National exam results, 2018
2018 was the fourth year that Bridge pupils entered the Kenyan Certificate of Primary Education (KCPE) with over 3,822 sitting the exam , 1948 were boys and 1874 were girls.
There is no ‘pass mark’ in the KCPE however, the score determines the type of secondary school a child is eligible to attend.
- Our pupils sitting the KCPE scored an average of 12 points higher than pupils nationally, a difference of 0.19 standard deviations—equivalent to almost one full additional year of schooling.
- Almost 60% of our pupils scored at least 250 marks—with an average of 262 marks—and were 18% more likely to do so than their peers.
- Twenty-seven percent of our pupils scored over 300 marks compared to 23% nationally.
- Seventy-two percent of pupils attending Bridge for five years or more scored at least 250 marks.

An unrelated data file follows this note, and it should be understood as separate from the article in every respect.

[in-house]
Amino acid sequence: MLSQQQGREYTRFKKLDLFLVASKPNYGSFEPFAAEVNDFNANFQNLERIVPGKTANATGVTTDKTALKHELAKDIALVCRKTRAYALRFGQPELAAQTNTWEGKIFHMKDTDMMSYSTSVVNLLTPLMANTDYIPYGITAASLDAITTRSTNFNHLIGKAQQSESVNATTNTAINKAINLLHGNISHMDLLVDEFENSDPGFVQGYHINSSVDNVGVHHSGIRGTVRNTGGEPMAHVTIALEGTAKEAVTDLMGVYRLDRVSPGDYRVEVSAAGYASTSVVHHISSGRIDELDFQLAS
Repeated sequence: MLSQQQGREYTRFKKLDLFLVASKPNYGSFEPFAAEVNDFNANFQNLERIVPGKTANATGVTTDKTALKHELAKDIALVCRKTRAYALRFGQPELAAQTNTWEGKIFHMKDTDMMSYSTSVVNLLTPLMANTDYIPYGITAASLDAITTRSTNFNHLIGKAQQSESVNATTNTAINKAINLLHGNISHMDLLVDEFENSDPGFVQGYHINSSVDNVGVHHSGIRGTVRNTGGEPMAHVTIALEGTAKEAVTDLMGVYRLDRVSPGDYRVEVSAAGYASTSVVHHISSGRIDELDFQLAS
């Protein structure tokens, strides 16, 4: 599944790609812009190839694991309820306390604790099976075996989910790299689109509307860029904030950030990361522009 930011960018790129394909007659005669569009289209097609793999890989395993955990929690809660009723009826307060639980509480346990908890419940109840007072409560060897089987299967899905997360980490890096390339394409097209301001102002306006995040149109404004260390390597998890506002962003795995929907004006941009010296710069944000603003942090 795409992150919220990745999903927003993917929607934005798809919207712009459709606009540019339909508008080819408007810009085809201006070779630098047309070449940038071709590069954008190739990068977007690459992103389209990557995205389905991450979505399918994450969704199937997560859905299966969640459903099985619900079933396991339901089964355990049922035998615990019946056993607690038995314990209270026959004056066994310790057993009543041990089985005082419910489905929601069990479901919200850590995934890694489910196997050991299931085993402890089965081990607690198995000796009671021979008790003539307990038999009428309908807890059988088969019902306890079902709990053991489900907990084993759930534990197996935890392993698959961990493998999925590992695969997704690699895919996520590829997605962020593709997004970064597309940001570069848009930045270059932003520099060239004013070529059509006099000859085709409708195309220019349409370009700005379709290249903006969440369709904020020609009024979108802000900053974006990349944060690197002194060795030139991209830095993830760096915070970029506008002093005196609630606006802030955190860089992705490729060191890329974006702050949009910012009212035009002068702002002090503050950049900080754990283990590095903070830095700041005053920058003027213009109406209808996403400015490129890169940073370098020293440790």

- Our pupils are 30% less likely than the average pupil to get 200 marks or less.
- Eleven pupils scored over 400 marks, including from disadvantaged communities such as Lamu.
- Over the last four years, the number of Bridge girls achieving at least 250 marks has increased by 30%.
- Girls who had attended our schools for over five years were our highest performing cohort, averaging 281 marks.
- Our best performing girl was Linda Stacey Achieng from Kisii County who scored 409 marks
Length of time
In addition; the exam data enables us to look at the performance of pupils who have been at Bridge for multiple years. The data shows that the longer pupils had attended Bridge schools, the better they performed in the KCPE. Impressively, 72% of pupils who had been with Bridge for at least five years achieved 250 marks.
In 2018, 36.3% of pupils were accepted into National, Extra-County, County, or Sub-County schools.